I am sure 'Top Gun' pinched this for the follow up to the 'chat up' (You've Lost that Loving Feeling) scene when the female instructer first appears!!

Other suggestions:

The Way to the Stars (RAF)
Carve Her Name with Pride (SOE)
Went the Day well? (civilian) propoganda.

Two WW3 suggestions:(yes I mean WW3!!)

Fail Safe (famous because no music)
On the Beach (you will never forget Waltzing Matilda!)

This could go on forever.

Cheers

Tony
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Joined: January 5th, 2008, 2:29 pm

March 8th, 2009, 3:34 pm #6

Hi Tony, It was me who suggested Appointment in London actually.......... I forgive you Dave S
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Joined: July 21st, 2008, 7:16 pm

March 8th, 2009, 4:48 pm #7


LOL, now now boys...

My favourite RAF films have to be Piece of Cake and the Battle of Britain. I know that there are quite a lot of mistakes in the latter film-but seeing those old warbirds in the air is just incredible. My Dad says that he remembers when he was living in London, seeing the German Heinkils coming over the Thames. He said that he rushed inside and said-'Daddy, Daddy-they're back!!!' LOL

I love Piece of Cake for the humour; and the take off scenes with the music is just incredible. I'm reading the book at the moment and I am loving it.

Other WW2 films that are in my top list are Band of Brothers and Saving Private Ryan. Schindler's List is just in another world...
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Joined: January 10th, 2009, 6:36 pm

March 8th, 2009, 5:04 pm #8

Hi Tony, It was me who suggested Appointment in London actually.......... I forgive you Dave S
I think I'm right in saying that the screenplay and score to `Appointment in London' was written by John De Lacy Wooldridge, or `Dim' as he was known in the RAF. The late W/Cdr Penny Beauchamp (who flew a tour on Manchesters with Dim on 207 Squadron in 1941-42) told me that he got the nickname from his habit of wearing his hat in the Mess (a major `black'). Whilst with 207 - which was struggling through problems with the unreliable Vultures on its Manchesters - Dim always insisted on carrying his greatcoat on operations, saying he was damned if he was going to be cold in a POW camp...

Dim worked for BP before the war, and was plucked from his 207 tour to become a flight commander on 106 Squadron under Guy Gibson. From his comments in `Enemy Coast Ahead', Gibson evidently had a low opinion, accusing him of not participating in the drinking and mess culture of the squadron on the (scarcely believeable) grounds that he wanted to stay in and write music...! Of course, on the basis of `Appointment in London', we know he was being serious. Gibson's low regard might also have stemmed from a tale he related about being told by Dim that his usual aircraft was not available for ops that night, as it was U/S. However, on completing the op in a spare, he formated on a familiar-looking aircraft the next morning, only to recognise it as `his' Lanc, with a nonchalant `Dim' at the controls...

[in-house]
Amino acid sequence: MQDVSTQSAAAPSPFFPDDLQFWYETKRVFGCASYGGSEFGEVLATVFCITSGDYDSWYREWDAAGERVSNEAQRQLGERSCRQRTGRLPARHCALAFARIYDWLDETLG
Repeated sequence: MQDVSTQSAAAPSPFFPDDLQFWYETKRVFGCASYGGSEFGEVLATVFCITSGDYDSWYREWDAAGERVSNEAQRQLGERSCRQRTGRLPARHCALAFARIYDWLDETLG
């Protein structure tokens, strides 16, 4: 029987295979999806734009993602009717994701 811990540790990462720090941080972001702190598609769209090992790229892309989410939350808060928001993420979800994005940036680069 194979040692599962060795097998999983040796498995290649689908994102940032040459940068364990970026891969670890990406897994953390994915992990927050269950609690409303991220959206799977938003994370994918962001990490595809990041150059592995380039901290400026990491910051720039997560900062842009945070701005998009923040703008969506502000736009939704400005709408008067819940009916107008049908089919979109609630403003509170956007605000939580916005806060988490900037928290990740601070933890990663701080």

For his third tour, Dim went on to become CO of 105 Squadron on Mosquitoes, which formed the basis for his book `Low Attack'. After the war he married the actress Margaretta Scott, and in addition to `Appointment in London', I believe he may also have written the score for `Angels One Five'. After all of the drama of his three tours in WW2, Penny Beauchamp related to me that Dim died in a car accident in the 1950s, the victim of a bald tyre...
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Joined: November 10th, 2003, 4:11 pm

March 8th, 2009, 5:12 pm #9

Hi Tony, It was me who suggested Appointment in London actually.......... I forgive you Dave S
Sorry, pressed the wrong button!!!!

Going off to 'Devonshire' to find my Country Cousins! and find redemption!!

Cheers
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Joined: September 7th, 2008, 5:53 am

March 8th, 2009, 6:52 pm #10

I think I'm right in saying that the screenplay and score to `Appointment in London' was written by John De Lacy Wooldridge, or `Dim' as he was known in the RAF. The late W/Cdr Penny Beauchamp (who flew a tour on Manchesters with Dim on 207 Squadron in 1941-42) told me that he got the nickname from his habit of wearing his hat in the Mess (a major `black'). Whilst with 207 - which was struggling through problems with the unreliable Vultures on its Manchesters - Dim always insisted on carrying his greatcoat on operations, saying he was damned if he was going to be cold in a POW camp...

Dim worked for BP before the war, and was plucked from his 207 tour to become a flight commander on 106 Squadron under Guy Gibson. From his comments in `Enemy Coast Ahead', Gibson evidently had a low opinion, accusing him of not participating in the drinking and mess culture of the squadron on the (scarcely believeable) grounds that he wanted to stay in and write music...! Of course, on the basis of `Appointment in London', we know he was being serious. Gibson's low regard might also have stemmed from a tale he related about being told by Dim that his usual aircraft was not available for ops that night, as it was U/S. However, on completing the op in a spare, he formated on a familiar-looking aircraft the next morning, only to recognise it as `his' Lanc, with a nonchalant `Dim' at the controls...

For his third tour, Dim went on to become CO of 105 Squadron on Mosquitoes, which formed the basis for his book `Low Attack'. After the war he married the actress Margaretta Scott, and in addition to `Appointment in London', I believe he may also have written the score for `Angels One Five'. After all of the drama of his three tours in WW2, Penny Beauchamp related to me that Dim died in a car accident in the 1950s, the victim of a bald tyre...
Please, please do not, I repeat, do not mention the Vulture's unreliability as you may offend lurkers. Let us keep a positive mood here. No bashing.

It was a stepping stone to much better powerplants and needs to be given due credit.

I think that Tora Tora Tora was quite an effort with the conversion of all the trainers to replicas. The level of accuracy was high too and they made an effort to make that so. Also, Catch 22 was also very good especially as I drank beer with author Joseph Heller years back and he was quite a mind.

cheers